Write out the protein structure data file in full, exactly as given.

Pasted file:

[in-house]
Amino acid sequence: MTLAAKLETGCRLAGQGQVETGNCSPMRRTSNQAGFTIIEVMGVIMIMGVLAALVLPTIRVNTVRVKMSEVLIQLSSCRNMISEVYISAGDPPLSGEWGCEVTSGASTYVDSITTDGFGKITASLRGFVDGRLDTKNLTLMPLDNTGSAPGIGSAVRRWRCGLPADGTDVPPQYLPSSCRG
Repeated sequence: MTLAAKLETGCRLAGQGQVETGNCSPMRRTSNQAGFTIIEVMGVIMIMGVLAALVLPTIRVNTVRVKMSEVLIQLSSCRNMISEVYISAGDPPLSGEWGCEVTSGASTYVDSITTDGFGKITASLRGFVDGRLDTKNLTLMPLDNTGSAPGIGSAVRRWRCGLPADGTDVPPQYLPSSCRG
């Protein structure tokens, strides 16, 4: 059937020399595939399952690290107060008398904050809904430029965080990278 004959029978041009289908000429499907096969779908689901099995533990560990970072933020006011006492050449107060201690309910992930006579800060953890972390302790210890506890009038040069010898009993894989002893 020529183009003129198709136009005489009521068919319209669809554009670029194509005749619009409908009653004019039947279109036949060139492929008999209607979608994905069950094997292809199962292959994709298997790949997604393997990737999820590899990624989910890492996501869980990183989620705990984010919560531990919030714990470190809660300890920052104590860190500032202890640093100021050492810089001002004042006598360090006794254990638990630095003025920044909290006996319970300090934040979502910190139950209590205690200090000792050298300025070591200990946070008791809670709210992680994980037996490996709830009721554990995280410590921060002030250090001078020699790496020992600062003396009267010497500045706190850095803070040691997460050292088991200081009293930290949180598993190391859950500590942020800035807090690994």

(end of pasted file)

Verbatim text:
[in-house]
Amino acid sequence: MTLAAKLETGCRLAGQGQVETGNCSPMRRTSNQAGFTIIEVMGVIMIMGVLAALVLPTIRVNTVRVKMSEVLIQLSSCRNMISEVYISAGDPPLSGEWGCEVTSGASTYVDSITTDGFGKITASLRGFVDGRLDTKNLTLMPLDNTGSAPGIGSAVRRWRCGLPADGTDVPPQYLPSSCRG
Repeated sequence: MTLAAKLETGCRLAGQGQVETGNCSPMRRTSNQAGFTIIEVMGVIMIMGVLAALVLPTIRVNTVRVKMSEVLIQLSSCRNMISEVYISAGDPPLSGEWGCEVTSGASTYVDSITTDGFGKITASLRGFVDGRLDTKNLTLMPLDNTGSAPGIGSAVRRWRCGLPADGTDVPPQYLPSSCRG
């Protein structure tokens, strides 16, 4: 059937020399595939399952690290107060008398904050809904430029965080990278 004959029978041009289908000429499907096969779908689901099995533990560990970072933020006011006492050449107060201690309910992930006579800060953890972390302790210890506890009038040069010898009993894989002893 020529183009003129198709136009005489009521068919319209669809554009670029194509005749619009409908009653004019039947279109036949060139492929008999209607979608994905069950094997292809199962292959994709298997790949997604393997990737999820590899990624989910890492996501869980990183989620705990984010919560531990919030714990470190809660300890920052104590860190500032202890640093100021050492810089001002004042006598360090006794254990638990630095003025920044909290006996319970300090934040979502910190139950209590205690200090000792050298300025070591200990946070008791809670709210992680994980037996490996709830009721554990995280410590921060002030250090001078020699790496020992600062003396009267010497500045706190850095803070040691997460050292088991200081009293930290949180598993190391859950500590942020800035807090690994």